Highlighted Selections from:

Three Concepts for Crossing the Nature-Artifice Divide: Technology, Milieu, and Machine

Altamirano, Marco. "Three Concepts for Crossing the Nature-Artifice Divide: Technology, Milieu, and Machine." Foucault Studies [Online], 0.17 (2014): 11-35. Web. http://rauli.cbs.dk/index.php/foucault-studies/article/view/4250

p.2: In an 1982 interview with Paul Rabinow on architecture,Foucault laments the fact that our use of the word ‘technology’ is confined to such a narrow meaning of “hard technology, the technology of wood, of fire, of electricity,” but considers that if we disabuse the term of its narrow confines, we find that “government is also a function of technology: the government of individuals, the government of souls, the government of the self by the self…” -- Highlighted aug 23, 2014

p.2: To be sure, there seems to be a prima facie distinction to be made between the material logistics of “hard technologies,” of instruments and machines, on the one hand, and the social institutions of government (despite its seemingly mechanical and insensitive bureaucratic procedures), on the other. -- Highlighted aug 23, 2014

p.2: If we understand a material instrument as artifact that is constructed for a certain goal, as a clock is built to tell the time; and if we understand government as an artifice constructed to conduct human activity, then the technological dimension of both the material instrument and the social institution comes into view: both the clock and government are practical and artificial constructions that rationally conduct or gov‐ ern us toward a conscious goal. -- Highlighted aug 23, 2014

p.3: Aristotle’s evaluation of the megalopsychon can illuminate the way the concept of technology is critical of the natural/artificial distinction precisely because the socio‐ political phenomenon of becoming megalopsychon involves time and materials: it is constituted by a certain technology of walking slowly through ancient Greece, perhaps with an appropri‐ ate train, and it requires the artful reception of politically valorized material objects, that is to say, gifts, with a technology of the body—a deep voice and a level prosody. -- Highlighted aug 23, 2014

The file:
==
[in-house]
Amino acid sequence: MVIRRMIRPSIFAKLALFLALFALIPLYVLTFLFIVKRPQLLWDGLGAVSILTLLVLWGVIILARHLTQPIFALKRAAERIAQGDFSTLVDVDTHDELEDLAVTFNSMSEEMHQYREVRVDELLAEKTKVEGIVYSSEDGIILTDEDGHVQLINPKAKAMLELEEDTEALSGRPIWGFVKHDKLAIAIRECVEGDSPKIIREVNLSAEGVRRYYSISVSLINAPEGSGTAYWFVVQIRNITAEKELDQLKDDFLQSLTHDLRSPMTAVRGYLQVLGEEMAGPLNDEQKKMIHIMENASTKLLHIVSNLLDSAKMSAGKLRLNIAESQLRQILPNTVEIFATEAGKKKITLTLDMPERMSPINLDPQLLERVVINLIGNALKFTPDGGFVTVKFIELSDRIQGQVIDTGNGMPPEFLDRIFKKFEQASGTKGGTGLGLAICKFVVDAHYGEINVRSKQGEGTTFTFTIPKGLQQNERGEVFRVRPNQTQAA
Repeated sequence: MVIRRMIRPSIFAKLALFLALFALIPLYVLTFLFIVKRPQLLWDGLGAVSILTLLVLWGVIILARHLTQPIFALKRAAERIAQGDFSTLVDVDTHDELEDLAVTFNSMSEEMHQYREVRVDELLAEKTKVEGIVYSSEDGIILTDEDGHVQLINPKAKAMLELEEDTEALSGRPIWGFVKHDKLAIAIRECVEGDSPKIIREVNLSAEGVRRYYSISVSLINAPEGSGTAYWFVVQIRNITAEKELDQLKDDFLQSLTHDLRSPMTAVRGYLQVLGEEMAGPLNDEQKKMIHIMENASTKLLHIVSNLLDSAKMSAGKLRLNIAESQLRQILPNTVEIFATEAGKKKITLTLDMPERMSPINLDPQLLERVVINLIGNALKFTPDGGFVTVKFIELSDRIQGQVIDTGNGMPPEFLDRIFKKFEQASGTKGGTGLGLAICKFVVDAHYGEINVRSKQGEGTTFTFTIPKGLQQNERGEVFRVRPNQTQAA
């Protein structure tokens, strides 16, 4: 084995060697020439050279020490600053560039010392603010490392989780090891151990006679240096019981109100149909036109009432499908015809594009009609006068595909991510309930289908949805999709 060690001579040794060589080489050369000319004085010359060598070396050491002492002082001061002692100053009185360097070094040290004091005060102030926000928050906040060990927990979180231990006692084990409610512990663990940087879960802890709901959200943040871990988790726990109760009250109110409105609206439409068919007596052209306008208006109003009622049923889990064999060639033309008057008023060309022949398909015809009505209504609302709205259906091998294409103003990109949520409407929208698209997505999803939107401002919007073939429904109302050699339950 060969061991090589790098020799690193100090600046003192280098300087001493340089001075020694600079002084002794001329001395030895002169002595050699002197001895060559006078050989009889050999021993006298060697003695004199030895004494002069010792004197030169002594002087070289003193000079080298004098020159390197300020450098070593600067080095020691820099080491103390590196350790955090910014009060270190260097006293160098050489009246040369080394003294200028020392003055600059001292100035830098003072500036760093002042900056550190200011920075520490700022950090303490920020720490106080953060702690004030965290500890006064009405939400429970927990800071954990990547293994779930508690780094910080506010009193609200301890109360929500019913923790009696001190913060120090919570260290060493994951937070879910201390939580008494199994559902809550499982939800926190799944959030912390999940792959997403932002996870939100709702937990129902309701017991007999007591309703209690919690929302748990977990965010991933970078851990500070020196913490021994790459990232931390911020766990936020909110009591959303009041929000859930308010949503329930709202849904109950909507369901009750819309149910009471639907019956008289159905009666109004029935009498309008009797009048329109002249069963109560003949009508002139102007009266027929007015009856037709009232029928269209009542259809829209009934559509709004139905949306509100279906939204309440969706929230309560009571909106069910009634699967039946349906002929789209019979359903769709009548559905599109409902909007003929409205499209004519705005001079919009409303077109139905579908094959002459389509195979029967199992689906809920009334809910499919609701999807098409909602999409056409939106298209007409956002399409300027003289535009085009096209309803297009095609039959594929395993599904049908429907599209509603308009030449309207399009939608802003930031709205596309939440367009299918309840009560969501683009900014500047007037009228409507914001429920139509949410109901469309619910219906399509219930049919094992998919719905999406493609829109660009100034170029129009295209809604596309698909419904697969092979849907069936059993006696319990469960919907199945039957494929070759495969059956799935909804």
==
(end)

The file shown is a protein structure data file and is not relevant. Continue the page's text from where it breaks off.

p.4: Foucault reckons that the concept of technology (taken in the general sense) would allow us to examine the relation between humans and the nonhuman material architectures surrounding them in a better fashion than the confrontational opposition between the hard sciences and the social sciences and humanities. -- Highlighted aug 23, 2014

p.5: Technical problems are problems that concern the eventual as the limit of knowledge, because the eventual future, when apprehended in terms of knowledge, harbors an element of uncertainty. From an epistemic perspective, in other words, the future signifies uncertainty, an uncertainty that needs to be managed and conducted—and we find that techne is precisely the way to conduct the present into the future. In this regard, techne is a mode of intervening up‐on becoming, it is a way of ordering time and events. -- Highlighted aug 23, 2014